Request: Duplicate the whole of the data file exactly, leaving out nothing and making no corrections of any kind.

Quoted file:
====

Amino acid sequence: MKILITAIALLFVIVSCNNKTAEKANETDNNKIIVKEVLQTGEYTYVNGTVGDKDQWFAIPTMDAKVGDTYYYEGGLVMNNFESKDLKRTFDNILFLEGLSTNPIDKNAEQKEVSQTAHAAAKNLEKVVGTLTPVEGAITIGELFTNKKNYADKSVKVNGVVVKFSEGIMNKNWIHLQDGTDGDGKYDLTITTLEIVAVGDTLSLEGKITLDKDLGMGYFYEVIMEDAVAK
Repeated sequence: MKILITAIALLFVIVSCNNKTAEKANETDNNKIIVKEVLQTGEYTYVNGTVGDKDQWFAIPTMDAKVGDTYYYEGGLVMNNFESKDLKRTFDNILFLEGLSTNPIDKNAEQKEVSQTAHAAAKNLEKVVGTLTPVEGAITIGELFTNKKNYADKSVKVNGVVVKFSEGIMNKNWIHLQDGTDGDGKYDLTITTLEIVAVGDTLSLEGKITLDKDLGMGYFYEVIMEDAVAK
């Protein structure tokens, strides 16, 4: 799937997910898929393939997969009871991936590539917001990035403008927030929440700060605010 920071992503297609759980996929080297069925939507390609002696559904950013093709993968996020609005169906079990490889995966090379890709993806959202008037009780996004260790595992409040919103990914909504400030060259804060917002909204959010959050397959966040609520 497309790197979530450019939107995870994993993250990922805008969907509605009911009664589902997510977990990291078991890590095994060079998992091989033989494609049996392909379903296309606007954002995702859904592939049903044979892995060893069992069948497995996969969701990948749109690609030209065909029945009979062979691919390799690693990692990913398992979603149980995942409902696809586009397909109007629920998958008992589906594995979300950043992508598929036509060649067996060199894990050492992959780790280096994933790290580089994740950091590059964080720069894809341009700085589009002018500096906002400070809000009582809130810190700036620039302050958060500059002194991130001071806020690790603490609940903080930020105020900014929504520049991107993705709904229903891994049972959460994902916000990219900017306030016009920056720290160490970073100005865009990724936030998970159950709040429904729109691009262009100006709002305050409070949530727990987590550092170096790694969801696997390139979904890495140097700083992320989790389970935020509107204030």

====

Amino acid sequence: MKILITAIALLFVIVSCNNKTAEKANETDNNKIIVKEVLQTGEYTYVNGTVGDKDQWFAIPTMDAKVGDTYYYEGGLVMNNFESKDLKRTFDNILFLEGLSTNPIDKNAEQKEVSQTAHAAAKNLEKVVGTLTPVEGAITIGELFTNKKNYADKSVKVNGVVVKFSEGIMNKNWIHLQDGTDGDGKYDLTITTLEIVAVGDTLSLEGKITLDKDLGMGYFYEVIMEDAVAK
Repeated sequence: MKILITAIALLFVIVSCNNKTAEKANETDNNKIIVKEVLQTGEYTYVNGTVGDKDQWFAIPTMDAKVGDTYYYEGGLVMNNFESKDLKRTFDNILFLEGLSTNPIDKNAEQKEVSQTAHAAAKNLEKVVGTLTPVEGAITIGELFTNKKNYADKSVKVNGVVVKFSEGIMNKNWIHLQDGTDGDGKYDLTITTLEIVAVGDTLSLEGKITLDKDLGMGYFYEVIMEDAVAK
């Protein structure tokens, strides 16, 4: 799937997910898929393939997969009871991936590539917001990035403008927030929440700060605010 920071992503297609759980996929080297069925939507390609002696559904950013093709993968996020609005169906079990490889995966090379890709993806959202008037009780996004260790595992409040919103990914909504400030060259804060917002909204959010959050397959966040609520 497309790197979530450019939107995870994993993250990922805008969907509605009911009664589902997510977990990291078991890590095994060079998992091989033989494609049996392909379903296309606007954002995702859904592939049903044979892995060893069992069948497995996969969701990948749109690609030209065909029945009979062979691919390799690693990692990913398992979603149980995942409902696809586009397909109007629920998958008992589906594995979300950043992508598929036509060649067996060199894990050492992959780790280096994933790290580089994740950091590059964080720069894809341009700085589009002018500096906002400070809000009582809130810190700036620039302050958060500059002194991130001071806020690790603490609940903080930020105020900014929504520049991107993705709904229903891994049972959460994902916000990219900017306030016009920056720290160490970073100005865009990724936030998970159950709040429904729109691009262009100006709002305050409070949530727990987590550092170096790694969801696997390139979904890495140097700083992320989790389970935020509107204030």